Published online by Maine Magazine in April 2015
One of the most captivating things about Central Provisions is that within one restaurant are two varied dining experiences. The aesthetic is uniform throughout and was designed to preserve the look of the original provisional storehouse built in 1828 and was connected to the East India Trading Company. However, there is a distinct change in ambience between the softly lit upper floor, at the heart of which is the entirely open kitchen, and the more casual pub feel of the lower level. There is the option of sitting along the bar bordering the kitchen upstairs for those who want to be closer to the food, but making the descent to the actual bar is more conducive to people like myself, who prefer to maintain close proximity to the persons making and serving the drinks.
Chef Chris Gould, who owns Central Provisions with his wife, Paige, brings an enormous amount of stylistic range to his menu, which is arranged under the headings of raw, cold, hot, and sweets. There are many people who would liken this to the now common practice of offering small plates, but to be honest that would group the dishes into a broad category when they truly deserve to stand-alone. In this regard, it is more of a “build your own tasting menu” setup, with certain options, like suckling pig or dry-aged sirloin being available in larger portions for those seeking fewer courses.
This being said, on a recent visit I simply instruct Gould to “feed me,” a message I also relay to bar manager Patrick McDonald in regards to an aperitif. Although all of the house cocktails maintain a pleasant balance of flavors and heat, this is exemplified beautifully in the barrel-aged N.E.D. La Louisiane, with its components of New England Distilling Gunpowder Rye, Cocchi Americano, Bénédictine, absinthe, and bitters all having been married together in oak barrel for six months. It is remarkably mellow, not too sweet, and perfect to enjoy while I read the wine list. The selection, curated by wine director Justin DeWalt, is refreshing in that each bottle is appropriate to at least a portion of the food menu while it also possesses accessibility for those seeking familiar varietals without including painfully generic producers—a practice that will hopefully have other restaurants following suit.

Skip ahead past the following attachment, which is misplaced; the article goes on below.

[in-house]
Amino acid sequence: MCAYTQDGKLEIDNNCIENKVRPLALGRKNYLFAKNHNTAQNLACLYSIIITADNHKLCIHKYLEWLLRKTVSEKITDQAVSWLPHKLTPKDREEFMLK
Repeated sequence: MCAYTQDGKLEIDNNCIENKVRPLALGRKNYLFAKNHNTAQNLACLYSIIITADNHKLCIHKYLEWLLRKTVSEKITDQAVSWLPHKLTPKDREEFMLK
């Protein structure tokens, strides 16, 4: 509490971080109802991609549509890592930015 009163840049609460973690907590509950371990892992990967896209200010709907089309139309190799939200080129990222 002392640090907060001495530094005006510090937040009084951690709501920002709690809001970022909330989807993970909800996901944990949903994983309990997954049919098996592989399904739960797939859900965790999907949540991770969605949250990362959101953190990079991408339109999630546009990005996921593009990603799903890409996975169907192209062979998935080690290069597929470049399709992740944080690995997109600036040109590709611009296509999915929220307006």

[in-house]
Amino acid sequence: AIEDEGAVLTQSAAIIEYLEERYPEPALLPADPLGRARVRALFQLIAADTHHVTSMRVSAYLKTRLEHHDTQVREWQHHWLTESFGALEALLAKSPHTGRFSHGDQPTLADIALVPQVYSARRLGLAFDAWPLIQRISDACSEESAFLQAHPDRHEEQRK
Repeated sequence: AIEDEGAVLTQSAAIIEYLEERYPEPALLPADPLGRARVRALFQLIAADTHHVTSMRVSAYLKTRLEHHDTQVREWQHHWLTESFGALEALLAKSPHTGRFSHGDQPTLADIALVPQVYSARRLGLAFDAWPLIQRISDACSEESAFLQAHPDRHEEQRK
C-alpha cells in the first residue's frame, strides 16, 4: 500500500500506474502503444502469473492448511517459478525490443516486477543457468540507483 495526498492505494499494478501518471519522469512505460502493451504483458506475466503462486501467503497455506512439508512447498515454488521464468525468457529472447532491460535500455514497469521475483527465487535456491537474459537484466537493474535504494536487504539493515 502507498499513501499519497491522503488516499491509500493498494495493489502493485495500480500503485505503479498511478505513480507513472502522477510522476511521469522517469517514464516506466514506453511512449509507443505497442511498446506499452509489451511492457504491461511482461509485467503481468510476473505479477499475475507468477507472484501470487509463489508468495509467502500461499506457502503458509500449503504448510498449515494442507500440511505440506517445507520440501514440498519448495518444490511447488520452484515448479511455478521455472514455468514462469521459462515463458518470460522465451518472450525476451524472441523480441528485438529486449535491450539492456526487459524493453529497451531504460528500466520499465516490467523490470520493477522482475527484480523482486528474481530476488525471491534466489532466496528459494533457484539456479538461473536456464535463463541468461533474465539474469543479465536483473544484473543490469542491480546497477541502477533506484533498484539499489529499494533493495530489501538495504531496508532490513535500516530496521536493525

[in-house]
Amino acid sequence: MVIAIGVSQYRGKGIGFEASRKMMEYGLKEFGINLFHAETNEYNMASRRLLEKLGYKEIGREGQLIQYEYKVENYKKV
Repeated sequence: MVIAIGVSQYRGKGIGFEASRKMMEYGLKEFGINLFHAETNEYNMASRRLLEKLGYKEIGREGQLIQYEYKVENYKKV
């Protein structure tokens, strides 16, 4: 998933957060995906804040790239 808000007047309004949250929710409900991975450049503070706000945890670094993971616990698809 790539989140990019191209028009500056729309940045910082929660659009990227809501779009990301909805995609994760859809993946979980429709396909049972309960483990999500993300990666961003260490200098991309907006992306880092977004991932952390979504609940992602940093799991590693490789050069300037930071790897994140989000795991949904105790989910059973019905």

The first course arrives, a small wooden box containing several pieces of sea urchin topped with small amounts of minced turnip, umeboshi plum paste, and lemon zest. The urchin itself is so bracingly fresh that it practically dissolves the instant I put it in my mouth, its briny yet mild flavors are reminiscent of the cold Maine waters. I recall that Gould spent quite a bit of time cutting his teeth in the art of sashimi at Uni, one of the Boston’s finest sushi restaurants, and this particular urchin is among the best I have ever tasted. To take me through the early portion of the meal I select a glass of Chateau Tour de Mirambeau, a Sauvignon Blanc-driven Bordeaux that has the high-minerality content that I’m going for balanced out with subtle notes of lime zest.
The winter citrus salad is a dish that Gould has been working to refine for quite sometime, employing a plethora of fruit, including kumquat, cara cara orange, grapefruit, mandarin, and blood orange, alongside the sweeter, richer components of jasmine crema, black sesame cocoa nibs, and candied pistachio. Further increasing the overall complexity is very high-quality red watercress lightly tossed with a somewhat bitter amaranth vinaigrette. Not only is the result visually stunning but its playful blending of sweet and tart flavors is refreshing and entirely unique.